STATEMENT: Ukraine conflict one year on

STATEMENT: Ukraine conflict one year on

Blue Shield logo and strapline "protecting heritage in crisis"

Blue Shield Statement on Conflict in Ukraine

As the conflict in Ukraine continues to devastate the lives and livelihoods of individuals and families on all sides of the conflict one year on from the start of the fighting, the widespread destruction of tangible and intangible heritage only adds to the loss and tragedy engendered by the war.

Heritage is an integral part of people’s identity, belonging, and sense of wellbeing the world over. Communities’ connection to their sacred monuments, places, landscapes, artefacts, archives, libraries, dance, music, and other artistic endeavours helps build safe, secure, and cohesive societies. When that heritage is damaged or denied, it destroys not only knowledge and memory of the past, but the building blocks of peace for the future. We are heartened by people’s efforts, within and outside the country, to provide heritage protection, amidst the many other pressing and urgent needs.

As a neutral, impartial, and independent NGO, Blue Shield International (BSI) reiterates that under International Humanitarian Law and other relevant legal instruments, including Human Rights Law and UN Security Council resolutions, all parties involved in the fighting in Ukraine must take measures to protect moveable, immoveable, tangible, and intangible heritage at risk.

The Blue Shield stands in solidarity with all civilians, including ex-combatants, affected, or displaced by the conflict, whether they be in Ukraine, Russia, or elsewhere. We ask all those involved to abide by all relevant international law and to protect the civilian population and their heritage wherever and whenever possible. We stress in particular the responsibilities of all belligerent parties involved under the 1954 Hague Convention on the Protection of Cultural Property in the Event of Armed Conflict and its two Protocols of 1954 and, if relevant, 1999. The Convention was adopted as part of international humanitarian law nearly 70 years ago, in recognition of the devastation caused to populations and states by loss of cultural property during two world wars.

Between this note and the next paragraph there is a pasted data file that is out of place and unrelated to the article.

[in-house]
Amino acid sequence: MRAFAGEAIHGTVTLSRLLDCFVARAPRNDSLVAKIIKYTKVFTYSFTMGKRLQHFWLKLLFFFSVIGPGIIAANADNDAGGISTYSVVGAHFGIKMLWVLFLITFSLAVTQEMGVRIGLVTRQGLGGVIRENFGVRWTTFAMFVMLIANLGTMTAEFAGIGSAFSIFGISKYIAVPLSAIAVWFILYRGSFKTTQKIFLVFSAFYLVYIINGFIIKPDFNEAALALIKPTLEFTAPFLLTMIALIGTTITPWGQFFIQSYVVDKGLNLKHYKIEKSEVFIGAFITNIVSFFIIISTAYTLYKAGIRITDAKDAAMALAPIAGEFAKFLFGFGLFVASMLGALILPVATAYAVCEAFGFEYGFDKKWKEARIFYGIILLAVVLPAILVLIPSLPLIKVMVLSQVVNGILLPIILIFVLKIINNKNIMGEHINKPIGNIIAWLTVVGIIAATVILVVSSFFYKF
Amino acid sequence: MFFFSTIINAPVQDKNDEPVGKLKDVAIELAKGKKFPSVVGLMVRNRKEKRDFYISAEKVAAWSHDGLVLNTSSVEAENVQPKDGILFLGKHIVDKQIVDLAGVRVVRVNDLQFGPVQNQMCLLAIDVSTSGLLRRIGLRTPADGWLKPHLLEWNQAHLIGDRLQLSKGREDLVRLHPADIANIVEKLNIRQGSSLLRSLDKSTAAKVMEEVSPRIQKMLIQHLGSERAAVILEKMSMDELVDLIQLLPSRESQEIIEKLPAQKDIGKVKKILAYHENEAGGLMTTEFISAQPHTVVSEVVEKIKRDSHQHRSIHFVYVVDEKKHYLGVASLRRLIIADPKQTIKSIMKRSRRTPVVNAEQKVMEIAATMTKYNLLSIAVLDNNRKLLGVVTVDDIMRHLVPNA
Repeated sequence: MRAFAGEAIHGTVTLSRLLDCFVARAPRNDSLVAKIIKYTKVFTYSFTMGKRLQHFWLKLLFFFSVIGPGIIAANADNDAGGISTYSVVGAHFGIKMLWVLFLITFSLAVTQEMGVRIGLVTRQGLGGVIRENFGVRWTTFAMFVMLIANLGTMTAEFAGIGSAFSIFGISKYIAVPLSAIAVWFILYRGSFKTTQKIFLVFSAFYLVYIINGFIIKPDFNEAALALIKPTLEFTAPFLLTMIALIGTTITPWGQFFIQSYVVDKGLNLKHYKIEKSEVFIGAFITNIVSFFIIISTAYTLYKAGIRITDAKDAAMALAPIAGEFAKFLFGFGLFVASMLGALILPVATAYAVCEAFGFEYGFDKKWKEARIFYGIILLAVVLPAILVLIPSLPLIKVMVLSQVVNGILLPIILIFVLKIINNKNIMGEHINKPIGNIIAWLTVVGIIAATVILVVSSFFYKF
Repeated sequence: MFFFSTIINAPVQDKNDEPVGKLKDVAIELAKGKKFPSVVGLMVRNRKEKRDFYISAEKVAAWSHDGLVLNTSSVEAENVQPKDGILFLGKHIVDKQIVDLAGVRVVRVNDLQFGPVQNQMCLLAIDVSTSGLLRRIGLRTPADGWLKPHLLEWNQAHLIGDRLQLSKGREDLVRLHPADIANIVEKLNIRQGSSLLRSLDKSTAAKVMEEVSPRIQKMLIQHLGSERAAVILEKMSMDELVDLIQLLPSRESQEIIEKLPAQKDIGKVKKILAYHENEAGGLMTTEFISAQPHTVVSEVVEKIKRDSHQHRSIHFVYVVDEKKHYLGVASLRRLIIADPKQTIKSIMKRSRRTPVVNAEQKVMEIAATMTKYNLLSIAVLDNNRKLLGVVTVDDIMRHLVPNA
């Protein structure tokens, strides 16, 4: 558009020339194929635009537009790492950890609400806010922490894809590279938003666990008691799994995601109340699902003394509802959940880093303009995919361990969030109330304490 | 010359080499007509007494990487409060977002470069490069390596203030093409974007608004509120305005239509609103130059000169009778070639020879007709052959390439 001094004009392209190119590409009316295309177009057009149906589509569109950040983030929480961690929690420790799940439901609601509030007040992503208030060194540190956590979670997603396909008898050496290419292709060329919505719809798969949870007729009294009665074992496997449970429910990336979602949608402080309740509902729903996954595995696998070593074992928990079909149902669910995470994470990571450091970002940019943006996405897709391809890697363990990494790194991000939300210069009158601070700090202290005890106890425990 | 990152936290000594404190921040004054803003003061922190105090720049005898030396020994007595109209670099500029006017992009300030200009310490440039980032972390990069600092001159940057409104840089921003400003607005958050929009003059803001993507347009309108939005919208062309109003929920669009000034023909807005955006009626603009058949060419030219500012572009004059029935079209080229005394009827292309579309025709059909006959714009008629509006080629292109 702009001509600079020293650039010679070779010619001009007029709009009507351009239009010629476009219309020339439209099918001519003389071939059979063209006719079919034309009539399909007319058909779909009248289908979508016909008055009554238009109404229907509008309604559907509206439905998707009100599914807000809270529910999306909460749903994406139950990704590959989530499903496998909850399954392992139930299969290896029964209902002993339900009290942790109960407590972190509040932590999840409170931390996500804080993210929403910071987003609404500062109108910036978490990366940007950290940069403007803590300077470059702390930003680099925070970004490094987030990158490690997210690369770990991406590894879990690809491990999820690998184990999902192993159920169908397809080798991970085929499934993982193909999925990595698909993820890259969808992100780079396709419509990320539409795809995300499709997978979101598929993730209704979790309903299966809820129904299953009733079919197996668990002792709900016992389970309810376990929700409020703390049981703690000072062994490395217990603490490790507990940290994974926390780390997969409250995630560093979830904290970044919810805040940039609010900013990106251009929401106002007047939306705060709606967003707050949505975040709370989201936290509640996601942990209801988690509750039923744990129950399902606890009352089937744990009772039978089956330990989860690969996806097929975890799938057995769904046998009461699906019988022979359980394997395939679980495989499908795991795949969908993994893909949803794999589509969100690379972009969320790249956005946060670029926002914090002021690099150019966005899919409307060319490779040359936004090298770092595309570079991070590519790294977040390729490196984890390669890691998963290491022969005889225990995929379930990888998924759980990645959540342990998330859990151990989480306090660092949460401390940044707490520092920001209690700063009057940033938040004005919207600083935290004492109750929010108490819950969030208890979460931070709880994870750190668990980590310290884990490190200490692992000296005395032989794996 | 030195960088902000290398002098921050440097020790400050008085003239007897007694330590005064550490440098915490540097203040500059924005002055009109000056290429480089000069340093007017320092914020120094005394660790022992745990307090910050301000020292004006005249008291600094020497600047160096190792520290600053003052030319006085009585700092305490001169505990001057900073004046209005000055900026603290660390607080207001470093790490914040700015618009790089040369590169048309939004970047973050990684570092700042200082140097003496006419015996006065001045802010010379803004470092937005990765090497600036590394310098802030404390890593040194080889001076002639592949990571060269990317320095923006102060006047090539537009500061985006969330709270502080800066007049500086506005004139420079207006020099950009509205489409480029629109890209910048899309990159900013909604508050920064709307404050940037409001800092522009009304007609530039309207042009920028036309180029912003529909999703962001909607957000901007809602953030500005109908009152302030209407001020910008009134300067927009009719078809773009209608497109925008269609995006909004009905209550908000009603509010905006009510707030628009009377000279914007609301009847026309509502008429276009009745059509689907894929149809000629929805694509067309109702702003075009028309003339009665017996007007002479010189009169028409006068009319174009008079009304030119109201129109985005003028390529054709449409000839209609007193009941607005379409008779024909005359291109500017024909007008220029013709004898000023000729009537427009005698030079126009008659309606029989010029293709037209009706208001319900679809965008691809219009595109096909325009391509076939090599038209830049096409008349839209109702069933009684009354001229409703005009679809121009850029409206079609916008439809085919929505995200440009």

We hear regular reports of damage to all types of heritage from shelling and looting. We are concerned that fighting in urban settings entails particularly grave risks for civilians and their heritage. We ask all combatants to remember their obligations to protect civilians and civilian infrastructures, including cultural property; not to use any cultural property or its immediate surroundings, and to avoid attacks against it unless military necessity imperatively requires it. Parties to the conflict must do everything feasible to verify that the objectives to be attacked are not cultural property; must take all feasible precautions to minimise damage; and must refrain from launching attacks which may be expected to cause excessive damage. We particularly highlight the use of explosive weapons in populated areas, which have a high likelihood of indiscriminate effects, directly risking civilians and their heritage. Further, as High Contracting Parties to the 1954 Hague Convention and its First Protocol, those involved in the conflict have agreed to prevent pillage, looting, and vandalism, not to requisition cultural property, and not to conduct reprisals against it.

The Blue Shield stands ready to assist anyone involved in the conflict to protect heritage in Ukraine, and to provide any assistance possible towards a resolution to the conflict.

Peter Stone
President, The Blue Shield
24 February 2023

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The Blue Shield is an international advisory body to UNESCO on the protection of cultural property in the event of armed conflict. It has 31 national committees (with more under construction) across the world and an international board composed of elected members and representatives of (the International Council of Museums (ICOM), the International Council on Monuments and Sites (ICOMOS), the International Council on Archives (ICA), and the International Federation of Library Associations and Institutions (IFLA), the major international organisations responsible for cultural heritage. The Blue Shield is “committed to the protection of the world’s cultural property, and is concerned with the protection of cultural and natural heritage, tangible and intangible, in the event of armed conflict, natural- or human-made disaster”. See

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